Sentencing Guidelines for Perverting the Course of Justice

Written 27th April 2022 by Alex Close-Claughton

Perverting the Course of Justice (PCoJ) & Witness Intimidation

The Sentencing Council has begun the consultation process on the Sentencing Guidelines for Perverting the Course of Justice (PCoJ) and Witness Intimidation.

Currently, no guidelines exist for PCoJ and the guidelines for Witness Intimidation only apply to Magistrates Court cases.

Once the guidelines come into force they will assist in removing some of the uncertainty for defendants by making it easier to understand what sentence they may receive. The purpose of Sentencing Guidelines is to bring together and build on all of the case law that currently governs sentencing.  During the consultation process the Sentencing Council will seek the views of Judges and anyone else who uses the Sentencing Guidelines.

Perverting the course of justice (PCoJ) is a common law offence (meaning it is based on case law rather than legislation) and is when a person acts in a way that has the tendency to pervert the course of justice and with the intention of doing so. This means intentionally doing something that might frustrate an investigation or alter the outcome of a prosecution.

Some examples include providing incorrect driver details to the police for a driving matter, hiding or disposing of evidence or helping someone avoid arrest.

Perverting the course of justice can result from less serious matters like a speeding ticket but can also relate to more serious offences such as Murder, Robbery or Death by Dangerous Driving.

PCoJ is similar to the offence of Assisting an Offender , however a person can be guilty of Perverting the Course of Justice in relation to their own case whereas this is impossible with Assisting an Offender.

Witness intimidation is based on legislation and is when someone does an act that is intimidating and is intended to intimidate another person, with the knowledge that the person is assisting an investigation/prosecution and with the intention that the course of justice be obstructed, perverted or interfered with.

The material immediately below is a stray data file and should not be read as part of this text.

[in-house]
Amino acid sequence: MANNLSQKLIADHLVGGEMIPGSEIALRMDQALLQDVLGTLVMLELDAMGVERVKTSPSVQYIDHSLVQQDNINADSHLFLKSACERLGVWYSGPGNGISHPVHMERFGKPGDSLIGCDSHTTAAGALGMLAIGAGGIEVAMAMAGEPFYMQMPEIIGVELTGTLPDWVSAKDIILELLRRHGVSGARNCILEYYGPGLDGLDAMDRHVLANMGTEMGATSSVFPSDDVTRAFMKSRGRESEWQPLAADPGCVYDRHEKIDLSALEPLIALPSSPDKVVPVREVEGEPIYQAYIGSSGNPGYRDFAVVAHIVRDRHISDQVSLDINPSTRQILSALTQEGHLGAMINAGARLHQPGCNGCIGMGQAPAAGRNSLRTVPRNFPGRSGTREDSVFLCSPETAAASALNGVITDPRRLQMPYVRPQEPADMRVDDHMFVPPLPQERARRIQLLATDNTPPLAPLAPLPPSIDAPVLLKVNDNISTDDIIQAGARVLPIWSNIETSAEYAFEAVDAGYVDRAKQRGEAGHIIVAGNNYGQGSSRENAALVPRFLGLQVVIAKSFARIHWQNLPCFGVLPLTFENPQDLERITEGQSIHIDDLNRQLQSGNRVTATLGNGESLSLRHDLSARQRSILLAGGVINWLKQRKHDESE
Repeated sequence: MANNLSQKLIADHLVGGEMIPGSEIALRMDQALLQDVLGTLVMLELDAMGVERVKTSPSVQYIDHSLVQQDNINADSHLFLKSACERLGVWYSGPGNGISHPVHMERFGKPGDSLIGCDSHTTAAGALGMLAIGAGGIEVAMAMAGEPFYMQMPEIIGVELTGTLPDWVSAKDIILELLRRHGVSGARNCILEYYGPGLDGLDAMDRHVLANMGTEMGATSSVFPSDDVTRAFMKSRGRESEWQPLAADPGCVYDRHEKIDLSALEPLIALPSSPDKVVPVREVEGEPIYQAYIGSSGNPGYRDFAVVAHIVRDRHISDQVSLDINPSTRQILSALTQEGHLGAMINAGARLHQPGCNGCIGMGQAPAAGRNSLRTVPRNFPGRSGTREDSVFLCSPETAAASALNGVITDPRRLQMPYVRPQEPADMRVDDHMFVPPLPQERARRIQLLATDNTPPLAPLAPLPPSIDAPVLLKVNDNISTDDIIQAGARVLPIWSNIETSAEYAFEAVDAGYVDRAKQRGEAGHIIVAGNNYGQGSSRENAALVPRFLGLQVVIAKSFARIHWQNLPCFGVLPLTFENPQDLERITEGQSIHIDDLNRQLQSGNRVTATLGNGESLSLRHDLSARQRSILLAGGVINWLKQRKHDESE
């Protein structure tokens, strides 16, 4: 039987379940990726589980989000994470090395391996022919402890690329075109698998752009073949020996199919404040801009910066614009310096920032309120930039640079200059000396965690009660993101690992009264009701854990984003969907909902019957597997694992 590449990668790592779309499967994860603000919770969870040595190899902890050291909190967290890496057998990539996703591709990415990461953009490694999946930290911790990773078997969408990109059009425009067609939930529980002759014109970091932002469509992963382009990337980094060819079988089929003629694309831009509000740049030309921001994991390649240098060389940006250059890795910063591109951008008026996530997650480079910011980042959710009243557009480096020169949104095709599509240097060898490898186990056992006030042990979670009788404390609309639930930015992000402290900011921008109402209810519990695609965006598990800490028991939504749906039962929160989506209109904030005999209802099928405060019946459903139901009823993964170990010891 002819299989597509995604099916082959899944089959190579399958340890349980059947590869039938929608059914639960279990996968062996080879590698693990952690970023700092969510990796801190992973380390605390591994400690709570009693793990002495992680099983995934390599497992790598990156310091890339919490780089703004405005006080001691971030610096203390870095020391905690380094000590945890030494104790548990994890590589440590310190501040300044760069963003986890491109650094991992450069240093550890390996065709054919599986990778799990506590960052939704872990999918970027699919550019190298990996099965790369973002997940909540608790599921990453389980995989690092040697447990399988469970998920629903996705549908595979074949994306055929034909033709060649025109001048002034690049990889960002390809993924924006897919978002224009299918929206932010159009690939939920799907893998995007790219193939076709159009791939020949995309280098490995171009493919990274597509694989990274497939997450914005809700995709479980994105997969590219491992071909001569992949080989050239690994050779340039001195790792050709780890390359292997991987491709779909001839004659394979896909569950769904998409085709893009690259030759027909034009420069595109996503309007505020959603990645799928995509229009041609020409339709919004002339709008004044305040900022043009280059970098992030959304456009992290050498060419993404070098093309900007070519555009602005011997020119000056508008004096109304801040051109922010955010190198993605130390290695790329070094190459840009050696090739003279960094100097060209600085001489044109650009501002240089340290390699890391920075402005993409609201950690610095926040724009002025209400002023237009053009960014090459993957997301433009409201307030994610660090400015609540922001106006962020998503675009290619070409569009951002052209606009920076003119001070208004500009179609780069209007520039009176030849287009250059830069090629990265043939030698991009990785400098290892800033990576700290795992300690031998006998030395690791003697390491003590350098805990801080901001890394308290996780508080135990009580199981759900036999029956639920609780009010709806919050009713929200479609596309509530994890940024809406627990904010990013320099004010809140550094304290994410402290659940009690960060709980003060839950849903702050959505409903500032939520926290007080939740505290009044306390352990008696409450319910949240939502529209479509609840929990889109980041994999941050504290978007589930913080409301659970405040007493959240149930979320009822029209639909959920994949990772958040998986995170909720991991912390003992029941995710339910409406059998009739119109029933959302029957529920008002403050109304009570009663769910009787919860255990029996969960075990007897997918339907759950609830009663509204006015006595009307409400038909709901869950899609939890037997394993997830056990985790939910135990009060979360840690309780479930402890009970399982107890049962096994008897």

The fact that the words ‘perverting’ and ‘the course of justice’ appear in the definition of Witness Intimidation, demonstrates that the two offences are closely linked. It therefore makes sense that the Sentencing Council are consulting on both simultaneously.

The existing case law tells us that PCoJ is that it is an offence that will generally attract a prison sentence without it necessarily being a lengthy one. This has the effect of making a suspended sentence for PCoJ less common than with some other offences, despite the fact that many PCoJ sentences are ‘suspendable’ (less than 2 years). The reason is that  PCoJ ‘strikes to the heart’ of the justice system and so prison is necessary to act as a deterrent. Similarly, case law also dictates that the sentence for PCoJ will generally be consecutive to any underlying offence. Precedent also gives us the factors that should be considered when considering the seriousness of the offence and these are incorporated into the proposed guidelines, explained below.

As with many other offences the proposed PCoJ Sentencing Guidelines seek to place offenders in Categories of Culpability and Harm.

Those placed into A – Higher Culpability may have exhibited sophisticated offending or conducted it over a sustained period or the underlying offence was very serious.